The Iranian people's impression of Afghanistan is based on the same image
as that of the American, European and Middle Eastern people. The only
difference is that the focus is at a closer range. Iranian workers,
people of southern Tehran and working class residents of Iranian towns do
not look kindly on Afghans and view them as competitors for employment.
By pressuring the Ministry of Labor, they demanded the Afghans be
returned to their homeland. [See photo essay]
News headlines matching a country's name must always be checked. The
image of a country depicted to the world through the media is a
combination of facts about that country and an imaginary notion that the
people of the world are supposed to have of that place. If some countries
of the world are supposed to be covetous of a place, it is necessary that
grounds be provided through the news.
What I've perceived is that unfortunately in today's Afghanistan except
for poppy seeds, there is almost nothing to spark desire. Thus
Afghanistan has little or no share in world news, and the resolution of
its problems in the near future is far-fetched. If like Kuwait,
Afghanistan had oil and surplus oil income, it could also have been taken
back in three days by the Americans and the cost of the American army
could have been covered by that surplus income.
When the Soviet Union existed, Afghans received Western media attention
for fighting against the Eastern Bloc and being witnesses to communist
oppression. With the Soviet retreat and later disintegration, why is the
United States, who supports human rights, not taking any serious actions
for 10 million women deprived of education and social activities or for
the eradication of poverty and famine that is taking the lives of so many
The answer is because Afghanistan offers nothing to long for. Afghanistan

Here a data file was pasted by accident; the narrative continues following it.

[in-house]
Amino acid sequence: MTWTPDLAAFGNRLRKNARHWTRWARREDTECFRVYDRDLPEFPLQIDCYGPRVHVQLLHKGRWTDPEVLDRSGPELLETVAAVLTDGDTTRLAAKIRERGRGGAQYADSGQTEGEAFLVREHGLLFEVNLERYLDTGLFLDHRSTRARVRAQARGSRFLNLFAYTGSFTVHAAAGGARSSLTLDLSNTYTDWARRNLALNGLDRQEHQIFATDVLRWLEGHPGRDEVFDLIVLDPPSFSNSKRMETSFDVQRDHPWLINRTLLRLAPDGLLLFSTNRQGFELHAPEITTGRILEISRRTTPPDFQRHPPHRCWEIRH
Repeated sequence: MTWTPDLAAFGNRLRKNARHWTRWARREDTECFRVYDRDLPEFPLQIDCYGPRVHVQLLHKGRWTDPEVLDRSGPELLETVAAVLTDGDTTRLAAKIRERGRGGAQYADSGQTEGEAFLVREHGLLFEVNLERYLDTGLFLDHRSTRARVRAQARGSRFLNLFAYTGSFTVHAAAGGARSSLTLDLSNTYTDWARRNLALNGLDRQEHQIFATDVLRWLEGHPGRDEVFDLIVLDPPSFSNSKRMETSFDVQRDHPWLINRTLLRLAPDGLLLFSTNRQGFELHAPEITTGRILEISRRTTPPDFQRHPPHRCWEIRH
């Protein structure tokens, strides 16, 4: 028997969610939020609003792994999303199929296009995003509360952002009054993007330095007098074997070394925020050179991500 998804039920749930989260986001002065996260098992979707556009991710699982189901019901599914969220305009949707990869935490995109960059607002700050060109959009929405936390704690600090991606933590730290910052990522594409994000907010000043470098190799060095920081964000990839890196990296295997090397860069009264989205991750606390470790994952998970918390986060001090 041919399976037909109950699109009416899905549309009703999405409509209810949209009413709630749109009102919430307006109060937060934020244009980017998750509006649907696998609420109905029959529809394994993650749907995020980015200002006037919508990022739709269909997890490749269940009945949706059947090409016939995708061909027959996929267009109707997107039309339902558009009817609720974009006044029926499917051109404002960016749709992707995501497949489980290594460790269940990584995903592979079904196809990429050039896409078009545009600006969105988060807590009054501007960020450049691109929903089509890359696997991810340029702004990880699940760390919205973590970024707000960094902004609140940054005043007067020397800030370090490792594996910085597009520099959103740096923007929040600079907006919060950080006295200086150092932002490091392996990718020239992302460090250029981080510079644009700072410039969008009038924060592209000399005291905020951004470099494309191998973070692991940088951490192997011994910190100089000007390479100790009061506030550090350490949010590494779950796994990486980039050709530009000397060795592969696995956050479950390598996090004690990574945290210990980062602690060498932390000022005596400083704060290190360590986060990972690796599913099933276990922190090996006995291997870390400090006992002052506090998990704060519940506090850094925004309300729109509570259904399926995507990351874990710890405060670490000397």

is not a beautiful girl who raises the heartbeat of her thousand lovers.
Unfortunately, today she resembles an old woman. Whoever desires to get
close to her will only be saddled with the expenses of a moribund and we
know that our time is not the time of Sa'di when "All people are limbs of
There has been no rigorous collection of statistics in Afghanistan in the
past two decades. Hence, all data and numbers are relative and
approximate. According to these figures, Afghanistan had a population of
20 million in 1992. During the past 20 years and since the Russian
occupation, about 2.5 million Afghans have died as a direct or indirect
result of the war -- army assaults, famine or lack of medical attention.
In other words, every year 125,000 or about 340 people a day or 14 people
every hour or one in about every five minutes have been either killed or
died because of this tragedy. This is a world wherein the crew of that
unfortunate Russian submarine was facing death some months ago and
satellite news was reporting every minute of the incident. It is a world
that reported non-stop the demolition of the Buddha statue.
Yet nobody speaks of the tragic death of Afghans every five minutes for
the past 20 years. The number of Afghan refugees is even more tragic.
According to more precise statistics the number of Afghan refugees
outside of Afghanistan living in Iran and Pakistan is 6.3 million. If